Feds to ‘name and shame’ colleges that ‘abuse’ foreign student program

Post secondary admins caught in ‘unethical behaviour’ face year-long suspensions and public blacklisting under new regulations. All new study permits for a blacklisted campus would be revoked.

Feds to ‘name and shame’ colleges that ‘abuse’ foreign student program
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The Department of Immigration will ‘name and shame’ post secondary institutions that abuse the foreign student program, according to new regulations. 

Canada accepted a record 1,040,000 foreign students last year, according to recent immigration data. The number of foreign study permits issued have more than doubled (352,305) since 2015.

Colleges and universities must promptly notify the department of all foreign students enrolled, reported Blacklock’s Reporter

Federal inspectors can now verify compliance and ensure campuses are “acting in good faith,” the department wrote in a Regulatory Impact Analysis Statement.

Administrators caught in “unethical behaviour” face year-long suspensions and public blacklisting.

“The proposed regulations would require that the Minister publish and maintain a public suspension list,” said Analysis Statement. All new study permits for a blacklisted campus would be automatically revoked.

Immigration Minister Marc Miller earlier accused colleges of suspicious practices in accepting large numbers of foreign students including some who applied for asylum in Canada. He referenced Ontario’s Conestoga College and Seneca College in particular. 

A February 4 cabinet inquiry revealed Conestoga College accepted 40,565 foreign students last year followed by the University of Toronto (31,380), Seneca College (23,530), University of Canada West (22,375), the University of British Columbia (20,415) and Centennial College (20,370).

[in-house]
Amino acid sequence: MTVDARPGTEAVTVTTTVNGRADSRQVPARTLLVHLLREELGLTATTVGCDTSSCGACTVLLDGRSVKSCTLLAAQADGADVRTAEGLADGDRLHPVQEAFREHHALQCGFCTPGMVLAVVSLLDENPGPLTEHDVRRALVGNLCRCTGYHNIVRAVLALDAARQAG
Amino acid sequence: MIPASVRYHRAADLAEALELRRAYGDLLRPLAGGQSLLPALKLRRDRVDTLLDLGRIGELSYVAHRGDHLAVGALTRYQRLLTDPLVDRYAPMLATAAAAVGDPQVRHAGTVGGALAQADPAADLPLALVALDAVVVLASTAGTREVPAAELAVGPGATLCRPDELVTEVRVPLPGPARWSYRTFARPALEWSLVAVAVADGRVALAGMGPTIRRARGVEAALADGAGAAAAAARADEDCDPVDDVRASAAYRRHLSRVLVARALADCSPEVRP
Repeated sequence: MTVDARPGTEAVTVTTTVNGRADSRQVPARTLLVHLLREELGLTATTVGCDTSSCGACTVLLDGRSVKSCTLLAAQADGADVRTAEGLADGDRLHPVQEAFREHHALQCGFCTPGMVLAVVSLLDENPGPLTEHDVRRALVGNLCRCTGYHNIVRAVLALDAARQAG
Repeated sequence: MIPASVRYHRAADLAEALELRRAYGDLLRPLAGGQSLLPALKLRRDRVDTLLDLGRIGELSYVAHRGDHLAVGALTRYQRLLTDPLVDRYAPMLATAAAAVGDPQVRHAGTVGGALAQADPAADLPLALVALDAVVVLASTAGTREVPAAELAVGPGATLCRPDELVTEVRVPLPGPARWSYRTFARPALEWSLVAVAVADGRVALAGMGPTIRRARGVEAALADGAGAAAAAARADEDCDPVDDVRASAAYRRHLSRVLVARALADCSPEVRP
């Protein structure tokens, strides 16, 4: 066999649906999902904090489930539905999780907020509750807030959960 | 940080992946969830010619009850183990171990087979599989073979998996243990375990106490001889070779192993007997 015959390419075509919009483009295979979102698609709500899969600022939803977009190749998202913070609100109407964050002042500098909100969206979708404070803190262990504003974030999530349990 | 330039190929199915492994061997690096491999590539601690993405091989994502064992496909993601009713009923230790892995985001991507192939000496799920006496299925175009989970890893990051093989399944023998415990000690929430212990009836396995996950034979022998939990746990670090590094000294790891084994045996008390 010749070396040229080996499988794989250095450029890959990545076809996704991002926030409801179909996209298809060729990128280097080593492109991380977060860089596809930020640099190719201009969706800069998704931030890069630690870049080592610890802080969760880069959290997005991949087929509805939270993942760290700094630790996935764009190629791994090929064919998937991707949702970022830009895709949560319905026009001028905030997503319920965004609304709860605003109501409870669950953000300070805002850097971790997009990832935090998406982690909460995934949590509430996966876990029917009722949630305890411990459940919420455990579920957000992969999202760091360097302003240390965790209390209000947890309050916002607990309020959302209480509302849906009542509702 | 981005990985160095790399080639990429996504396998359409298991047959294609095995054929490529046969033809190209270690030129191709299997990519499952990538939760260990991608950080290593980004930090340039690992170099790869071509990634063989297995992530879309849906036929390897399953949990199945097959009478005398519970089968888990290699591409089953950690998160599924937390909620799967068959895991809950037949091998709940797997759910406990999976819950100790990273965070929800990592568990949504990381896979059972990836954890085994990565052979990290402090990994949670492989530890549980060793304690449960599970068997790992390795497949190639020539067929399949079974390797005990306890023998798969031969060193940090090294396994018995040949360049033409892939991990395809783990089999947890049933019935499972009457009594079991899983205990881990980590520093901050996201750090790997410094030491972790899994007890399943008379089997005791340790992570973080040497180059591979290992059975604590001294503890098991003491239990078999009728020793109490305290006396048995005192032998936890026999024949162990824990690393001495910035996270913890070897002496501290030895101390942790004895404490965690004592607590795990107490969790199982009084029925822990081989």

Figures showed the top five campuses for refugee claimants were Seneca College (1,590), Niagara College Canada (1,180), Conestoga College (905), Cape Breton University (860) and Centennial College (845).

“I don’t reproach people for wanting to exercise their rights in claiming asylum,” Miller told reporters February 27, “but it can’t be the result of a poor education system.”

“Ontario over the last three years in their education system has had over 10,000 asylum claims,” he said. “That isn’t the sign of a healthy system.”

The cabinet inquiry revealed 36,075 foreign students have claimed asylum in Canada since 2018, Of those a total 32,855 were referred to the Immigration and Refugee Board.

“That is totally unacceptable,” Miller said. “That spike is alarming.”

Conservative MP Garnett Genuis requested the figures.

The spike in demand can be attributed to a greater interest to study and potentially work in Canada, according to staff. “Under existing regulations international students may change their designated learning institution anytime.”

Statistics Canada said one in five (19%) permit holders had no record of studying at a Canadian college or university.

Asylum claims by international students skyrocketed 1,500% over the past five years, from 1,515 claims in 2018 to 25,465 in 2023, according to figures obtained by The Globe and Mail.

Rebel News first highlighted prolonged concerns with the International Student Program, including job losses incurred by Canadians.

Minister Miller refuted claims that foreign students cost jobs for Canadian workers. 

According to the July 2023 Labour Force survey, the unemployment rate for Canadians under 24 grew a full point from 9.2% to 10.2% year over year. It cites the work cap suspension for the hike.

A similar survey in March pegged youth unemployment at 12.6%, with virtually no net increase in employment for youth since December 2022.

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